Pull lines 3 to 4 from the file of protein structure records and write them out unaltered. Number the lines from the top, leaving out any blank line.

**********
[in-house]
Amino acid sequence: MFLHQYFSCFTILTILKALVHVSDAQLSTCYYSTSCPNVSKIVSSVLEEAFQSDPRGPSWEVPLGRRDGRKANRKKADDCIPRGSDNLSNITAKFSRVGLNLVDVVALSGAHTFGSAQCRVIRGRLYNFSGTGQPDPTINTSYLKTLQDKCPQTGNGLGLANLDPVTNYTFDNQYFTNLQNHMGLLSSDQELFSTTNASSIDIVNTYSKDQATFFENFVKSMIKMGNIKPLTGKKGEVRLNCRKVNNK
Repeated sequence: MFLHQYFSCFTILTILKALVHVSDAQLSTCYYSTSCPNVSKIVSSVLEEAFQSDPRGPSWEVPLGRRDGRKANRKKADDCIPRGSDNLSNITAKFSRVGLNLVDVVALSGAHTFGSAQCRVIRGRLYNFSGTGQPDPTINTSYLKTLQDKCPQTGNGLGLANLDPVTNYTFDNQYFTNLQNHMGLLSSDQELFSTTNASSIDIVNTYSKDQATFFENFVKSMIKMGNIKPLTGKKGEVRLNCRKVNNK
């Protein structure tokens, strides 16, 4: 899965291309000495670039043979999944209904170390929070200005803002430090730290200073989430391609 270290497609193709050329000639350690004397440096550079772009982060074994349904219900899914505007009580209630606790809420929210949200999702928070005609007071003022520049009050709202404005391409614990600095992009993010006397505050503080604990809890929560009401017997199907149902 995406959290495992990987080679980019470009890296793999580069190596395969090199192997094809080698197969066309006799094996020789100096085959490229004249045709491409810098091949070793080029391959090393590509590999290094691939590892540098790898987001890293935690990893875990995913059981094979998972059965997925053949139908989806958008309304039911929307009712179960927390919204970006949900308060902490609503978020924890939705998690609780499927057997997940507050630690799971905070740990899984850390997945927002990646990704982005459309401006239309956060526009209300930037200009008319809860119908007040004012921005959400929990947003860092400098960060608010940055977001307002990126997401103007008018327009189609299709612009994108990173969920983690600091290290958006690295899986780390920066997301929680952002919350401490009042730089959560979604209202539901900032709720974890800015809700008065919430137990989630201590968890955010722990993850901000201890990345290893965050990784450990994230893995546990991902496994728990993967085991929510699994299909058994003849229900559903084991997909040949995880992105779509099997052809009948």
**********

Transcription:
Repeated sequence: MFLHQYFSCFTILTILKALVHVSDAQLSTCYYSTSCPNVSKIVSSVLEEAFQSDPRGPSWEVPLGRRDGRKANRKKADDCIPRGSDNLSNITAKFSRVGLNLVDVVALSGAHTFGSAQCRVIRGRLYNFSGTGQPDPTINTSYLKTLQDKCPQTGNGLGLANLDPVTNYTFDNQYFTNLQNHMGLLSSDQELFSTTNASSIDIVNTYSKDQATFFENFVKSMIKMGNIKPLTGKKGEVRLNCRKVNNK
């Protein structure tokens, strides 16, 4: 899965291309000495670039043979999944209904170390929070200005803002430090730290200073989430391609 270290497609193709050329000639350690004397440096550079772009982060074994349904219900899914505007009580209630606790809420929210949200999702928070005609007071003022520049009050709202404005391409614990600095992009993010006397505050503080604990809890929560009401017997199907149902 995406959290495992990987080679980019470009890296793999580069190596395969090199192997094809080698197969066309006799094996020789100096085959490229004249045709491409810098091949070793080029391959090393590509590999290094691939590892540098790898987001890293935690990893875990995913059981094979998972059965997925053949139908989806958008309304039911929307009712179960927390919204970006949900308060902490609503978020924890939705998690609780499927057997997940507050630690799971905070740990899984850390997945927002990646990704982005459309401006239309956060526009209300930037200009008319809860119908007040004012921005959400929990947003860092400098960060608010940055977001307002990126997401103007008018327009189609299709612009994108990173969920983690600091290290958006690295899986780390920066997301929680952002919350401490009042730089959560979604209202539901900032709720974890800015809700008065919430137990989630201590968890955010722990993850901000201890990345290893965050990784450990994230893995546990991902496994728990993967085991929510699994299909058994003849229900559903084991997909040949995880992105779509099997052809009948």